OURAY – They call themselves the A-Team for a reason. Ever since their freshman year, they’ve been crushing schools across the state in a battle of the brains known as Knowledge Bowl.
This year, for the first time, the brainy bunch consisting of Patrick Link, Nicholas Pieper, Daniel Degenhardt and newcomer Julia Vann remained undefeated throughout the entire season and brought back a First Place trophy from the State Knowledge Bowl tournament held at Colorado College in Colorado Springs two weeks ago.
Here, they bested 48 teams – competing mostly against much larger 3A through 5A schools – to bring home the coveted title.
To scale these intellectual heights, the A-team had to tackle a total of over 500 general knowledge questions over the course of the two-day tournament.
Some schools – such as the top-ranked Grand Junction and Fossil Ridge – take their Knowledge Bowl very seriously indeed, with whole class periods devoted to the subject every day.
Such teams are rather nonplussed by the relaxed demeanor, and wacky sense of humor, that Ouray’s A-Team brings to the table. No suits. Not even lucky hats. Just some pretty awesome collective brain power, and the confidence to wing it, if they think they know the answer.
Knowledge Bowl practice at Ouray School happens just once a week on Wednesday afternoons throughout the school year, during which Coach Eric Fagrelius (aka Mr. F) drills the team through practice rounds, with questions that are generated by a computer program.
The practice seems to help. “It’s really unlikely you will see a question from a practice round during a competition, but you might find something similar,” Link explained.
A lot of the A-Team’s dominance comes from their collective willingness to go out on a limb and ring the buzzer before the entire question has been read, thus earning them the opportunity to have the first chance at answering the question and earning the point.
Once one of the team members buzzes in, they communicate with each other using hand signals to determine who has the best chance of answering the question correctly.
Five fingers means you are “100 percent positive” that you’ve got the right answer. One finger means you have a “joke answer.”
“But there were a number of times at State where we were totally sure, and we were totally wrong,” Link admitted.
Conversely, it was not uncommon for someone’s “joke answer” to turn out to be correct.
“You have to forgive your teammates quickly and you have to forgive yourself too,” Fagrelius reflected.
The A-Team is a well-balanced bunch. Link and Pieper are good at math. Degenhardt is the science whiz, and Vann is particularly skilled at grammar.
Link, Degenhardt and Pieper, all seniors (Link and Pieper both having skipped a year) have been competing together in Knowledge Bowl throughout their high school careers and have made it to State every year. Vann, a sophomore, just got promoted to the A-team this year.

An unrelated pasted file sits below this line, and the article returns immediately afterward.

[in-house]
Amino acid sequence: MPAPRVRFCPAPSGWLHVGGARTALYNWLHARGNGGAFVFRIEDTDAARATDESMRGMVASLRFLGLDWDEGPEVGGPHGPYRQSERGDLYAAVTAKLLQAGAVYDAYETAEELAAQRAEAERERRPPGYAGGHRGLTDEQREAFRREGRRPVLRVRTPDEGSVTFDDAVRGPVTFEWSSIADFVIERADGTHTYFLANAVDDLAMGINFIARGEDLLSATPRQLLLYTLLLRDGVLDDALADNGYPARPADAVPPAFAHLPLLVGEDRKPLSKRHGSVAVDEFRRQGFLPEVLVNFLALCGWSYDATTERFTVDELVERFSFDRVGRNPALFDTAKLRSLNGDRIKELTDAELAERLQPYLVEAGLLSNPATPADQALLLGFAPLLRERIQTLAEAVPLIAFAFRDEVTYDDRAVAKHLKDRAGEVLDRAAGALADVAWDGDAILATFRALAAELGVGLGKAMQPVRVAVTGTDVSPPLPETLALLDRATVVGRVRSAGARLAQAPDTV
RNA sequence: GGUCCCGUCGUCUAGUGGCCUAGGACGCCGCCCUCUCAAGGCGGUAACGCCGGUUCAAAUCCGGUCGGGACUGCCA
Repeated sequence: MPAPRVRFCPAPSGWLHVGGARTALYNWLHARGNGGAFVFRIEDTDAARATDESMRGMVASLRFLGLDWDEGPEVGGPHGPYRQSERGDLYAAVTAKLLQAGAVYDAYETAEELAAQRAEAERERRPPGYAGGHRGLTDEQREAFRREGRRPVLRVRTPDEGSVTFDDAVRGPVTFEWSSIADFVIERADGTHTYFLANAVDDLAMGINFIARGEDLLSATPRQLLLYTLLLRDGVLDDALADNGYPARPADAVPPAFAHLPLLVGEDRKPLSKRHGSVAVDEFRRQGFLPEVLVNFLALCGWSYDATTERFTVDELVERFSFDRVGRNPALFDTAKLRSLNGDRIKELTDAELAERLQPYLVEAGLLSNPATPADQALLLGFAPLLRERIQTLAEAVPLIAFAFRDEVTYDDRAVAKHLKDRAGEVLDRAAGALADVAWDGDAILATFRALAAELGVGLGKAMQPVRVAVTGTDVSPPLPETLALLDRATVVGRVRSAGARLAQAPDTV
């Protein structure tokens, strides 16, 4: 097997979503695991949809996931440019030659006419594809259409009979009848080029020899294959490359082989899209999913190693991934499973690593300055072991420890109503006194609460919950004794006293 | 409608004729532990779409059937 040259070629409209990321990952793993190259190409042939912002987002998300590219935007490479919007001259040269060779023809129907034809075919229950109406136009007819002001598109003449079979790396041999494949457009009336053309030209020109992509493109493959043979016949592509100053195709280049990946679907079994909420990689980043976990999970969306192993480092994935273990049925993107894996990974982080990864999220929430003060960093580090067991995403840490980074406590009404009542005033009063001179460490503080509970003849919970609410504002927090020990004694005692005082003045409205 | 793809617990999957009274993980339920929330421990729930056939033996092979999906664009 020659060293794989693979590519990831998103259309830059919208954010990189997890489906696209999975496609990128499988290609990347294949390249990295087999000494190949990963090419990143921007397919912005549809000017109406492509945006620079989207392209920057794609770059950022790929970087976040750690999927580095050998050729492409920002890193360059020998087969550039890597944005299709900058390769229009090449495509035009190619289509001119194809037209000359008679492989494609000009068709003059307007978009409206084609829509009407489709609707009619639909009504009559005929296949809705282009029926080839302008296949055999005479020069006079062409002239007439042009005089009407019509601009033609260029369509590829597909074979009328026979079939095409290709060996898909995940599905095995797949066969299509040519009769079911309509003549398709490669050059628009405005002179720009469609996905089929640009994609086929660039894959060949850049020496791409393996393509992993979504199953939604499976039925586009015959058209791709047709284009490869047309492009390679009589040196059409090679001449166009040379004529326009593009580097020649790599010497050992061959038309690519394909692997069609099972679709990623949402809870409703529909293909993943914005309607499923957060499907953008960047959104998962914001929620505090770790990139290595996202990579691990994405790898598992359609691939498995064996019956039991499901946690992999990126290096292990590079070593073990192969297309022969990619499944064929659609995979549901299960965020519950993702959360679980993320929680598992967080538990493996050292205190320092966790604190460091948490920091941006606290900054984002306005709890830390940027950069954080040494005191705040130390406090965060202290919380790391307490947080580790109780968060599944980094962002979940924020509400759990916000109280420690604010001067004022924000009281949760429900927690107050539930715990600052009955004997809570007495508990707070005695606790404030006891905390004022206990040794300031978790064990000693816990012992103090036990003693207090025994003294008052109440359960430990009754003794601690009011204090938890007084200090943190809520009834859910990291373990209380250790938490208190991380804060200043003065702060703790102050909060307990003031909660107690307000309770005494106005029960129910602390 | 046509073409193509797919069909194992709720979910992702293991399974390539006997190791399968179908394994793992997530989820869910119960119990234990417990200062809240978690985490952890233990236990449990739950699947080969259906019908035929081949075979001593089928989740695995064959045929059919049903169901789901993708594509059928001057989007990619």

Since the three boys are all graduating, it will be up to the next batch of brains, coming up among the OHS underclassmen, to continue Ouray School’s dominance in the sport. “Most of them are still pretty timid,” Degenhardt observed of the bunch. “They are still afraid of getting questions wrong, and a lot of them are too scared to answer. You have to be good at guessing.”
Mr. F is pretty sure that they’ll get there, though. It’s a Ouray tradition, after all.
One of the reasons the Ouray School seems to do so well in the sport of Knowledge Bowl is that the school has successfully cultivated a culture where smart equals cool.
“We don’t get as much crap,” the guys explained. “There’s a stigma about Knowledge Bowl in other schools. Here, it’s cool. We are the least nerdy team in our region. We have really cool people who are smart, too.”
But if you really want to know the A-Team’s secret to success, it’s that “We mostly did Knowledge Bowl because it’s tons and tons of fun,” the guys admitted. “We go there and we are like playing hacky-sack or whatever, and the kids from other schools sit there and study in between rounds.”
Even though the majority of the A-Team is graduating this year, the future continues to look very bright ... literally ... for Ouray School’s dominance in the sport. The school fielded six teams this year at San Miguel Power Association’s Power of Knowledge tournament in Nucla in March – an event which is open to elementary, middle school and high school students from throughout the region. “We ended up first and third in the elementary division, and first in the secondary division,” Fagrelius said. And that was without three of the four top players from the current A-Team, who were unable to attend the meet.
“It will be fun to start with a new A-Team next year, and see how we do,” Fagrelius said. “I think we will be good.”